We visited Van Bihar National Park–a deodar forest with park-like arrangements. It had swings, benches and a pool of water for paddle-boating. The trees were mighty high, and the cicadas chanted like a constant hum of prayers in a monastery.
We also visited Himalayan Nyinmapa Tibetan Buddhist Monastery. Inside the monastery was a large, golden idol of meditating Buddha, and a calm, tranquil atmosphere. The walls outside the main temple were lined with prayer wheels. It was an island of peace in the middle of the cacophony of the markets of Manali.
I bought a wooden prayer wheel from a shop outside the temple. A little schoolgirl with pink cheeks was sitting in the shop– probably her mother had asked her to sit there and had gone to run an errand. She was smart and smiled brightly, when she packed the prayer wheel and gave it to me.
We browsed through the shops at the mall road and bought thick fluffy jackets, gloves and woolen caps. Ladakh was supposed to be much colder than Manali.
We packed our lunch and were off towards Leh. On our way we visited the famous Vashistha Ashram. The carvings on wooden walls and roofs of this Ashram was something to marvel at.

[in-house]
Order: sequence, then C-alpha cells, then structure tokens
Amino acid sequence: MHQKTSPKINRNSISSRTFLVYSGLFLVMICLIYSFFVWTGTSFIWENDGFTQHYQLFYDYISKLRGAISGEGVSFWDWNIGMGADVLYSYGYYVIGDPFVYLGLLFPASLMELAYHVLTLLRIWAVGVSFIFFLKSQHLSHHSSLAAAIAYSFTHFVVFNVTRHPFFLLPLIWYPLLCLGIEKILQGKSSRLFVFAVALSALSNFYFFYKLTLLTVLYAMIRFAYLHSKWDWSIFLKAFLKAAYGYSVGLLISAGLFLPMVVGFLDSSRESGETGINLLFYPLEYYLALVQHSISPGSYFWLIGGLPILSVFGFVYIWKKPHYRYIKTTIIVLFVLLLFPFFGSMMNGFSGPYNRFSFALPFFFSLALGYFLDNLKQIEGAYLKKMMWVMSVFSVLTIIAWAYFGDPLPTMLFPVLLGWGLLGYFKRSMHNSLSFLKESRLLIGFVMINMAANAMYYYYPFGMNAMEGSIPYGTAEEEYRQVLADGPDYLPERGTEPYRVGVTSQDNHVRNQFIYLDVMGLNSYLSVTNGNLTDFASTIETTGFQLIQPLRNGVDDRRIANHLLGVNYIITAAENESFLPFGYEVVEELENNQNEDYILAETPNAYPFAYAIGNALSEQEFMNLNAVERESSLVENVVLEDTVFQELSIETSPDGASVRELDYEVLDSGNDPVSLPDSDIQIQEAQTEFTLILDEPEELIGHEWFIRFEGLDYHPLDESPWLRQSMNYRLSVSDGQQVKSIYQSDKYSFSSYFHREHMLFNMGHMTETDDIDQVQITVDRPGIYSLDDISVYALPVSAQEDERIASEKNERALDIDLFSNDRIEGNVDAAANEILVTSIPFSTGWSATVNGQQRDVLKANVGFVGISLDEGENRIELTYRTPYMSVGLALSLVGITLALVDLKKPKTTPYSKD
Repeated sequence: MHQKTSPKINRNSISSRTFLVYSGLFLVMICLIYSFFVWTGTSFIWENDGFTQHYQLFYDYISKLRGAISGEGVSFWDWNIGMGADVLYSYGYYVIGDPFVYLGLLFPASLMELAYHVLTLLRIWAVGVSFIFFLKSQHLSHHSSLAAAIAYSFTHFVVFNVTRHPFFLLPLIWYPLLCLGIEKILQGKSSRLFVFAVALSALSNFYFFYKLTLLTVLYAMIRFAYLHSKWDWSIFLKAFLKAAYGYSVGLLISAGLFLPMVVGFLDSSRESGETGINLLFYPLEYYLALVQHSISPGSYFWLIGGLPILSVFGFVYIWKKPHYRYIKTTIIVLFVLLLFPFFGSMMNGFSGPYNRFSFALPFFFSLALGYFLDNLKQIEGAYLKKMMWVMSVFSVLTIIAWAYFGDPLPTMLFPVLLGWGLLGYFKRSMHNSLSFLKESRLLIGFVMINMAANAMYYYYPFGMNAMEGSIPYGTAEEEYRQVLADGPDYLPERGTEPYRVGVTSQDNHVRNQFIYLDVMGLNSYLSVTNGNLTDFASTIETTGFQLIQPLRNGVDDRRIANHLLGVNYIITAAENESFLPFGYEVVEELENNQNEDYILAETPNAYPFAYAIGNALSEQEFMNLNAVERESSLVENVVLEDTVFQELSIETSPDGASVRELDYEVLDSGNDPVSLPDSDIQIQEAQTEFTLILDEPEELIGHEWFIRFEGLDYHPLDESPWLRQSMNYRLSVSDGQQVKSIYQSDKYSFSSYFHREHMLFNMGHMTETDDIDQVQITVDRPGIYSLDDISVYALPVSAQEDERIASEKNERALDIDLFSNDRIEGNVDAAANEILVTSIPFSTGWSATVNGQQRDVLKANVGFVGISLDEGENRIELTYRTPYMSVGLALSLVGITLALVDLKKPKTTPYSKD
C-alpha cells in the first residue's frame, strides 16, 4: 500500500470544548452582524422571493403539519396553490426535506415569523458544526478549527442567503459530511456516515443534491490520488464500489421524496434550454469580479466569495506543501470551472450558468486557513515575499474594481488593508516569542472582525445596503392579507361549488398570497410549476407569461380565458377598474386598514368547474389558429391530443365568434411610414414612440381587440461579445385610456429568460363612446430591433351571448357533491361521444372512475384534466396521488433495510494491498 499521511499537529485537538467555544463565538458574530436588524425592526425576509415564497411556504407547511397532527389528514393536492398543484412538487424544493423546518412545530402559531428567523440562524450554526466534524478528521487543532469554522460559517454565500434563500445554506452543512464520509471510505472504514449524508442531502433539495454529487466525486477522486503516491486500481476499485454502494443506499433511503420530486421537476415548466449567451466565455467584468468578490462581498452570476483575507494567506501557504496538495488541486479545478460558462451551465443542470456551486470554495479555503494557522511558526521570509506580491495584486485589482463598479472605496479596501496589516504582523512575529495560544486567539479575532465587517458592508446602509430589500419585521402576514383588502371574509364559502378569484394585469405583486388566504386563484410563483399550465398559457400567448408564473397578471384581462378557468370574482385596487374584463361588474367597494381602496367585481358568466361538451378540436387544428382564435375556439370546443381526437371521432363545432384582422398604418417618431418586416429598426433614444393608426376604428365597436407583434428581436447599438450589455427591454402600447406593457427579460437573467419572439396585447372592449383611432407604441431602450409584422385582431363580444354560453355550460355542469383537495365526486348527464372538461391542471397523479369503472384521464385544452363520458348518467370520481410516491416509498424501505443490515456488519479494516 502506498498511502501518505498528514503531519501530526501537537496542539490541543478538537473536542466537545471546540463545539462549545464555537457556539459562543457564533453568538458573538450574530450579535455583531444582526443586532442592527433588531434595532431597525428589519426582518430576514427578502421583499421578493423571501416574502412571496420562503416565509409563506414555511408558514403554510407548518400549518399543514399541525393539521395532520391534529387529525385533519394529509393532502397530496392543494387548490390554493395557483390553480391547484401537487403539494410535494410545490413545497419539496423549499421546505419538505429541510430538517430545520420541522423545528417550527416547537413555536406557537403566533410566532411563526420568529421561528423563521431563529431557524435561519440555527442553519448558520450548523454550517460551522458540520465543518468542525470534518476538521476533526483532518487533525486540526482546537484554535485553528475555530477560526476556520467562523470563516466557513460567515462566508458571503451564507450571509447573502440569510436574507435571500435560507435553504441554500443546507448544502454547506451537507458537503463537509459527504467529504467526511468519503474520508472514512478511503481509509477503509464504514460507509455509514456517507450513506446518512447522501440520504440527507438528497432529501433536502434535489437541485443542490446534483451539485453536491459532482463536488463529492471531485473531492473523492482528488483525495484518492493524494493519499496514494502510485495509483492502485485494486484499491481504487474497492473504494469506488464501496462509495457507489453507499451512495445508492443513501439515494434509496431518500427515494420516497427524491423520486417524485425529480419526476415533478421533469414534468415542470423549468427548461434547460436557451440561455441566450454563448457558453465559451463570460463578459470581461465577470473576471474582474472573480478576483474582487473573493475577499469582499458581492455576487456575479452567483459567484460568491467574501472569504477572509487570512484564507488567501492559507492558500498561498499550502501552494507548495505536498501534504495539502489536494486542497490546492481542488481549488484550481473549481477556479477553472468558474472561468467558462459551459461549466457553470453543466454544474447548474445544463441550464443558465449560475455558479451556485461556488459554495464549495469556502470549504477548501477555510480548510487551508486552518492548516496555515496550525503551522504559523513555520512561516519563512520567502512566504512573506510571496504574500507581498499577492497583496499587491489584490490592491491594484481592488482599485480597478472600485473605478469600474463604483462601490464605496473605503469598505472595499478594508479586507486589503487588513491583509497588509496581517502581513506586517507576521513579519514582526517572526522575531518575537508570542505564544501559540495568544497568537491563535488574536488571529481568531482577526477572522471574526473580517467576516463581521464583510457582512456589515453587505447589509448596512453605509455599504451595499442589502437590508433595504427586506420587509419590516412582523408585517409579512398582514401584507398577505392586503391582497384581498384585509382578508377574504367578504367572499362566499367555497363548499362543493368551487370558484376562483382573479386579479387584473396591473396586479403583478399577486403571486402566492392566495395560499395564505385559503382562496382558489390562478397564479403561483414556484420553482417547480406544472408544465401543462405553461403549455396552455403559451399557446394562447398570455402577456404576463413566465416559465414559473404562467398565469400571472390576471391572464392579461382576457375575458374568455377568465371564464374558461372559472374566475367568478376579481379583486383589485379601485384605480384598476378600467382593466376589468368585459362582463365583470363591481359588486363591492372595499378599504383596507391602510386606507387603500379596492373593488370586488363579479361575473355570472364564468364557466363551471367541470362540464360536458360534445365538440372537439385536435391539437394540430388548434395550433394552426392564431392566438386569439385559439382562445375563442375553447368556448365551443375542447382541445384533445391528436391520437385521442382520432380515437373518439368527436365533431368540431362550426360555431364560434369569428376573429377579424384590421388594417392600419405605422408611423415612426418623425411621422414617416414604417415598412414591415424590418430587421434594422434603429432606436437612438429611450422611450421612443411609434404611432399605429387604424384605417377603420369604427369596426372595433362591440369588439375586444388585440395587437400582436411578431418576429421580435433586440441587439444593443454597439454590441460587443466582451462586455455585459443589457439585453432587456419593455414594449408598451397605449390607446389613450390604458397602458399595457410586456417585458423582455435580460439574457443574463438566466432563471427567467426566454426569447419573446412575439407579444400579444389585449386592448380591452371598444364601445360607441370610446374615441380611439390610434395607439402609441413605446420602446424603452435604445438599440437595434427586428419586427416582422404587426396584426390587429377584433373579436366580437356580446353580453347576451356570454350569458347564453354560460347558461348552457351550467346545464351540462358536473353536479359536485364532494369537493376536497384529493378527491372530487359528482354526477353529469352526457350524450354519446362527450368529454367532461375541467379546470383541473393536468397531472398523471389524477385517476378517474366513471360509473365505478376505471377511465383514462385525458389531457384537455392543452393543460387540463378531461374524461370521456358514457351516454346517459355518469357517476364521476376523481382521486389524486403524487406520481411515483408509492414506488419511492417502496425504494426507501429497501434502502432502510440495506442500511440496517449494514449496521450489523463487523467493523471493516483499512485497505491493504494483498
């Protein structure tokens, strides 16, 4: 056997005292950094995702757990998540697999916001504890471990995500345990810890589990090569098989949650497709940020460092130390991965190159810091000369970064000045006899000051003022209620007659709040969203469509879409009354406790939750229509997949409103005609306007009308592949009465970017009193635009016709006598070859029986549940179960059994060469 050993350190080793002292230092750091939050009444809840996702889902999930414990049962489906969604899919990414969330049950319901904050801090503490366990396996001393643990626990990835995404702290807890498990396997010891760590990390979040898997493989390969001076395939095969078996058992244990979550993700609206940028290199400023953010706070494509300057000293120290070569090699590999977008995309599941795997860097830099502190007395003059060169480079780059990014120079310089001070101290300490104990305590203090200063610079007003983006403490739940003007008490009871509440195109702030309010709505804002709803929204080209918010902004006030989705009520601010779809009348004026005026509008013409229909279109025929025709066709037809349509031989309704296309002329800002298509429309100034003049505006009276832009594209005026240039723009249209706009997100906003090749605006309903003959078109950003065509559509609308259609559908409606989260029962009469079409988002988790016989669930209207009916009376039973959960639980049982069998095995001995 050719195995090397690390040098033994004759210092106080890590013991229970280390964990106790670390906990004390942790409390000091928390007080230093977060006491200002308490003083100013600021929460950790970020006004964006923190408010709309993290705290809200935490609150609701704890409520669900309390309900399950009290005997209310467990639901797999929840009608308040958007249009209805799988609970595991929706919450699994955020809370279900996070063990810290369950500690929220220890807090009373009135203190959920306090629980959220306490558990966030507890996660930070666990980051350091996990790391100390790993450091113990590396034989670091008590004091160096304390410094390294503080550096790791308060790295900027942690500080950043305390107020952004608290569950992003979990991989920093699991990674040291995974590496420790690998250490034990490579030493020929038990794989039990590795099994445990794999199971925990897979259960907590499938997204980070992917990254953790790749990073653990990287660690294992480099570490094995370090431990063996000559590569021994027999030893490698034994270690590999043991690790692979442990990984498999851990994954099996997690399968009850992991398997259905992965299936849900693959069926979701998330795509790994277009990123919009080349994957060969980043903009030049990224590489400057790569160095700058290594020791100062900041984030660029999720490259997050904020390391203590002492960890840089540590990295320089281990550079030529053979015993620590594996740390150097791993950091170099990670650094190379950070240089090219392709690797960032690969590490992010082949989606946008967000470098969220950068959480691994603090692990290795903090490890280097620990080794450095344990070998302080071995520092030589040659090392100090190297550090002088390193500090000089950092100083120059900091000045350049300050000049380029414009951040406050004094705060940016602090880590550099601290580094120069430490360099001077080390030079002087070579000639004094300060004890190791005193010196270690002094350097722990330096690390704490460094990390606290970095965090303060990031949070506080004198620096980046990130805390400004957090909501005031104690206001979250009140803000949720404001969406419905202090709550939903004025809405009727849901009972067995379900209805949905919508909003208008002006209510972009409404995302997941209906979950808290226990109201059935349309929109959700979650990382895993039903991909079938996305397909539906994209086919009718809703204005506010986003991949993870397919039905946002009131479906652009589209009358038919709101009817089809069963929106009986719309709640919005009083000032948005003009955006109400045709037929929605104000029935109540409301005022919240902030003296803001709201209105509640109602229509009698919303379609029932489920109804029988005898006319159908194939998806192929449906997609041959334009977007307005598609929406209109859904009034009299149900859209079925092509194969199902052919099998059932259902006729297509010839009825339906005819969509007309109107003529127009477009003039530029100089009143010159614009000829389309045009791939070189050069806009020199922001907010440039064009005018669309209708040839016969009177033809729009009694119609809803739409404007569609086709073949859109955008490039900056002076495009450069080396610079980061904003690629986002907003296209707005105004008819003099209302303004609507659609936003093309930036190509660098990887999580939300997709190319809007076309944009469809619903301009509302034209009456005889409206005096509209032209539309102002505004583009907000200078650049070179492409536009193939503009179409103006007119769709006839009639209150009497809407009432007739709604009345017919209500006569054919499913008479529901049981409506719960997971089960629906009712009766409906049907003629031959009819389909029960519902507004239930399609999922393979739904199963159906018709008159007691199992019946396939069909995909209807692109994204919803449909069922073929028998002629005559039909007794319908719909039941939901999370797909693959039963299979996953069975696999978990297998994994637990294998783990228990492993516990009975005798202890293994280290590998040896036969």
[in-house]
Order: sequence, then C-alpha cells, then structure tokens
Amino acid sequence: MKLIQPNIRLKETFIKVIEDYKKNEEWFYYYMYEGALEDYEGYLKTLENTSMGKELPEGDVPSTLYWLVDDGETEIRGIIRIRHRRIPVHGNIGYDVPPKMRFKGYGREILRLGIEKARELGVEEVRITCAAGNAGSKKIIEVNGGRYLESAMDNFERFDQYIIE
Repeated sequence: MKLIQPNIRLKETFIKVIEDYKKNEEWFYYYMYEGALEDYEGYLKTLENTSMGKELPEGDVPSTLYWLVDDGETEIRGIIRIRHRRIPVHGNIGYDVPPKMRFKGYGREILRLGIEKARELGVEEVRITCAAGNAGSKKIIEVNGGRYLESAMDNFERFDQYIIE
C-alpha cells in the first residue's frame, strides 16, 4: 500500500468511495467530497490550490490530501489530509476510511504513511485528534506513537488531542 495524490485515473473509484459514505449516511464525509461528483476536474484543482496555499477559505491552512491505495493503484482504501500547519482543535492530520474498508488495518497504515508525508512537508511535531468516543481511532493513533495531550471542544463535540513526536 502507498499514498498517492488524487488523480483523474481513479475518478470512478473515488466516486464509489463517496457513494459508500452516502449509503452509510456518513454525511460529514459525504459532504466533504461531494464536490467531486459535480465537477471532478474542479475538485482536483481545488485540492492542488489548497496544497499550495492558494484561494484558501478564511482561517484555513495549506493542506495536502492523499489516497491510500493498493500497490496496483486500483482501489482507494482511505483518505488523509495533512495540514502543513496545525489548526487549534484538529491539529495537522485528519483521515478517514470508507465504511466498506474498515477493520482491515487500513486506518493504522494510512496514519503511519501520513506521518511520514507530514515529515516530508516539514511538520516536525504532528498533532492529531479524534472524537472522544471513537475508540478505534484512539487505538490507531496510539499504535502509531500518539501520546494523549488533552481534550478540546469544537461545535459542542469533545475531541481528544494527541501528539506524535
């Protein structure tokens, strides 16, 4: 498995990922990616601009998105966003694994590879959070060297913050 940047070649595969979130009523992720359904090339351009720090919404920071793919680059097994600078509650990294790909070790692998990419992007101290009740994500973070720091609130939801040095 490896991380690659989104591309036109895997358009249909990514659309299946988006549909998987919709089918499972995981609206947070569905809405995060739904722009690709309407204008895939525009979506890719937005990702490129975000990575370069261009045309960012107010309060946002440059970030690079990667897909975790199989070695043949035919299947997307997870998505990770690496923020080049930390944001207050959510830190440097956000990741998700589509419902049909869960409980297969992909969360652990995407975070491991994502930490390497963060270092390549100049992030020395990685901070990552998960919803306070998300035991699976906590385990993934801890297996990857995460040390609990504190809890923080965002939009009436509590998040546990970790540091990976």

We had our lunch under the trees, and washed our hands in the water of a spring. When we reached Rohtang pass, I could not believe it was the same place I had seen 12 years ago. We were there when the entire place was covered with snow. Now it had only grass, and some little colourful flowers. It was a different season, and the snow had melted away one or two months ago.
The temperature, the trees, the surroundings changed rapidly with the rise and fall of altitude. Each turn of the road surprised me with a different form of a breathtaking view. The most beautiful perspectives, I would say, were given by the passes. Those were the topmost points, where the road crossed one mountain and went to the other. Those places were generally flat, surrounded by snow capped peaks in full view.